Meningococcal disease is an uncommon but serious and potentially life-threatening infection that usually involves the blood stream (bacteremia) and/or central nervous system (meningitis). Meningococcal infections are caused by certain serogroups (primarily B, C and Y in the United States) of the bacterium Neisseria meningitidis.
The bacteria are spread primarily by respiratory droplets (droplet spread) produced when an infected person coughs or sneezes and by direct contact with the saliva of an infected person (or carrier). Rates of disease are highest in young infants, adolescents and young adults. A vaccine is available to protect against infections with type A, C, W-135, and Y meningococcal disease and is recommended for all adolescents.
Resources for the general public
Resources for health care professionals
- Meningoccal disease (invasive) is a reportable condition in King County: See disease reporting requirements
- Clinical information for health professionals, CDC
- Meningococcal disease chapter from Epidemiology and Prevention of Vaccine-Preventable Disease, CDC
- Meningococcal disease chapter from Health Information for International Travel, CDC
Purpose of surveillance:
- To identify and monitor trends in incidence of N. meningitidis causing invasive disease in King County, including the occurrence of specific meningococcal serogroups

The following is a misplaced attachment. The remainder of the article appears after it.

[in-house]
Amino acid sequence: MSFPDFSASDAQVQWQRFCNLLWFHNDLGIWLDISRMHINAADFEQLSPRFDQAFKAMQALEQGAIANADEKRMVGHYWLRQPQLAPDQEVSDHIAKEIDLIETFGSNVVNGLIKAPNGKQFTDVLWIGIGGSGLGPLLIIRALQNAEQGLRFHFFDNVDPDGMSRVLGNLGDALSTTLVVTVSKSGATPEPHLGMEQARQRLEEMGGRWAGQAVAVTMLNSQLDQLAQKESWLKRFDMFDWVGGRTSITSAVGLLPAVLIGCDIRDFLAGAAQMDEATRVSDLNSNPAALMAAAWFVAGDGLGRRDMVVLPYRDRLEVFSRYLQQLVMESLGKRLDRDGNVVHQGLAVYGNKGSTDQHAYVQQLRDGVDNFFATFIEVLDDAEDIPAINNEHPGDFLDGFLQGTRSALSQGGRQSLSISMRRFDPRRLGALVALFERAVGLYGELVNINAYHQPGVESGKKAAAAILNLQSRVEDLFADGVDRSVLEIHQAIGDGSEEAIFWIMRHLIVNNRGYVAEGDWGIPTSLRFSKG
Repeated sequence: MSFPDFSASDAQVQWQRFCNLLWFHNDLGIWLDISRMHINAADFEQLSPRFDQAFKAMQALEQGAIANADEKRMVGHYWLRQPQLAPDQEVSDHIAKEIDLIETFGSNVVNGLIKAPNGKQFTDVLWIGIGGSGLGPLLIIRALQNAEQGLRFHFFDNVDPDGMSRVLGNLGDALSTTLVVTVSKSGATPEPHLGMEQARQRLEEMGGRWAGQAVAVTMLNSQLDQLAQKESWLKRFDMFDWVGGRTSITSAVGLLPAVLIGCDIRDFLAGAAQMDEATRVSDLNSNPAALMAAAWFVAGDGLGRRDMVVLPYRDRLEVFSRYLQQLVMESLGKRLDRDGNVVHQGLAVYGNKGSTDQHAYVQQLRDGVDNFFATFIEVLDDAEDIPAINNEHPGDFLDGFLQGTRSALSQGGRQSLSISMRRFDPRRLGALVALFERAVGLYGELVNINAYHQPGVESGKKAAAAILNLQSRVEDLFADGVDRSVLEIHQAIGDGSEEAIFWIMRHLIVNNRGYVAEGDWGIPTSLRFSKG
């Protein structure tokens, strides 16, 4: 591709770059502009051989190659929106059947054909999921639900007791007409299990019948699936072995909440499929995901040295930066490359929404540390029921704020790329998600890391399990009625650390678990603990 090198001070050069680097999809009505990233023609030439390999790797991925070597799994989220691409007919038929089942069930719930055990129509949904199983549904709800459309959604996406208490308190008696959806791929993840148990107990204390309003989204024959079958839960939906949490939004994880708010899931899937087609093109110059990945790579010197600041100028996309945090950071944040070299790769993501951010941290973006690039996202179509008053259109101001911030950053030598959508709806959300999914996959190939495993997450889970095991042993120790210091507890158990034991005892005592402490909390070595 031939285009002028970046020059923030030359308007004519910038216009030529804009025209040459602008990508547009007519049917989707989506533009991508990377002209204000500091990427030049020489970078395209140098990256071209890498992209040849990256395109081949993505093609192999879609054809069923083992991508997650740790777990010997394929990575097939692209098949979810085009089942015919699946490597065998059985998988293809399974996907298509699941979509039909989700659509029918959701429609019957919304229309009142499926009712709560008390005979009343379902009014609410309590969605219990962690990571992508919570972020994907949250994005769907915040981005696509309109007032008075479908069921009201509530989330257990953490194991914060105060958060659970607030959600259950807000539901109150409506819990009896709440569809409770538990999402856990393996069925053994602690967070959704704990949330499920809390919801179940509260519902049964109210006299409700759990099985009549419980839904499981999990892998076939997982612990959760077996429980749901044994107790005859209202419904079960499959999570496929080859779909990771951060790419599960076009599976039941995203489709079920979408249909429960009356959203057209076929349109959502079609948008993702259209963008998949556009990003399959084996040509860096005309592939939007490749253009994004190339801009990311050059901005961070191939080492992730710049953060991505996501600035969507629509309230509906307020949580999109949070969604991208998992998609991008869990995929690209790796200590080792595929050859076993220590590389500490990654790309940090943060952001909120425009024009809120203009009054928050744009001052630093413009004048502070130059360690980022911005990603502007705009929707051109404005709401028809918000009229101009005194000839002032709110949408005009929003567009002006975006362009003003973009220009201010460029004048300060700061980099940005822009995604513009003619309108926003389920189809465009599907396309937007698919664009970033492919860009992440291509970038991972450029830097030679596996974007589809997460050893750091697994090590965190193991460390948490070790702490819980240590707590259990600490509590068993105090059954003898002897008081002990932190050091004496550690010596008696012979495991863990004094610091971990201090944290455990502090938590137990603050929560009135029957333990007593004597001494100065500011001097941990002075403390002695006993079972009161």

- To identify outbreaks and implement appropriate disease control measures including vaccination
- To identify exposed persons for post-exposure prophylaxis to prevent infection
Three confirmed cases of meningococcal disease were reported in 2015. All three cases were isolated incidents where no source of infection could be determined; two were attributable to serogroup W135 and one to serogroup Y. All three cases were hospitalized with bacteremia, and one died. Two cases occurred among otherwise healthy young adults. Although other U.S. regions have reported cases in persons living in university dormitories and among men who have sex with men, King County has not received similar reports.
Each year in Washington state between 20 and 40 meningococcal disease cases are reported.